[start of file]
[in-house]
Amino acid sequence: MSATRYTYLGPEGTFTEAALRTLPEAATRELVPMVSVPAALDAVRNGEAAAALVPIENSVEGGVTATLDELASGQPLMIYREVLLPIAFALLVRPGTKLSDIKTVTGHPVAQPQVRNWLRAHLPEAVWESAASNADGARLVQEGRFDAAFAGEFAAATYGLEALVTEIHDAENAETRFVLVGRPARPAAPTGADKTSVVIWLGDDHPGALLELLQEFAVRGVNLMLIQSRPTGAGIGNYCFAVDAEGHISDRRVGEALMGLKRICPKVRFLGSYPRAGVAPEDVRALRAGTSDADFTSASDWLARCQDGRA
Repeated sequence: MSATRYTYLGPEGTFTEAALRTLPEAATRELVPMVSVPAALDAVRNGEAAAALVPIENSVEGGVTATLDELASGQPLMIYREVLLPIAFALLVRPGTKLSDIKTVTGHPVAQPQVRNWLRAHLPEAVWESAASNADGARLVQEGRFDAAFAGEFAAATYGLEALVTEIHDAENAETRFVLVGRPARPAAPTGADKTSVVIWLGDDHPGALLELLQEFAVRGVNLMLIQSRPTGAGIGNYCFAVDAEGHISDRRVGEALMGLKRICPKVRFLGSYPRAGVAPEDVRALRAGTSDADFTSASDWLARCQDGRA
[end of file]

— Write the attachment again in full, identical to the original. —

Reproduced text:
[in-house]
Amino acid sequence: MSATRYTYLGPEGTFTEAALRTLPEAATRELVPMVSVPAALDAVRNGEAAAALVPIENSVEGGVTATLDELASGQPLMIYREVLLPIAFALLVRPGTKLSDIKTVTGHPVAQPQVRNWLRAHLPEAVWESAASNADGARLVQEGRFDAAFAGEFAAATYGLEALVTEIHDAENAETRFVLVGRPARPAAPTGADKTSVVIWLGDDHPGALLELLQEFAVRGVNLMLIQSRPTGAGIGNYCFAVDAEGHISDRRVGEALMGLKRICPKVRFLGSYPRAGVAPEDVRALRAGTSDADFTSASDWLARCQDGRA
Repeated sequence: MSATRYTYLGPEGTFTEAALRTLPEAATRELVPMVSVPAALDAVRNGEAAAALVPIENSVEGGVTATLDELASGQPLMIYREVLLPIAFALLVRPGTKLSDIKTVTGHPVAQPQVRNWLRAHLPEAVWESAASNADGARLVQEGRFDAAFAGEFAAATYGLEALVTEIHDAENAETRFVLVGRPARPAAPTGADKTSVVIWLGDDHPGALLELLQEFAVRGVNLMLIQSRPTGAGIGNYCFAVDAEGHISDRRVGEALMGLKRICPKVRFLGSYPRAGVAPEDVRALRAGTSDADFTSASDWLARCQDGRA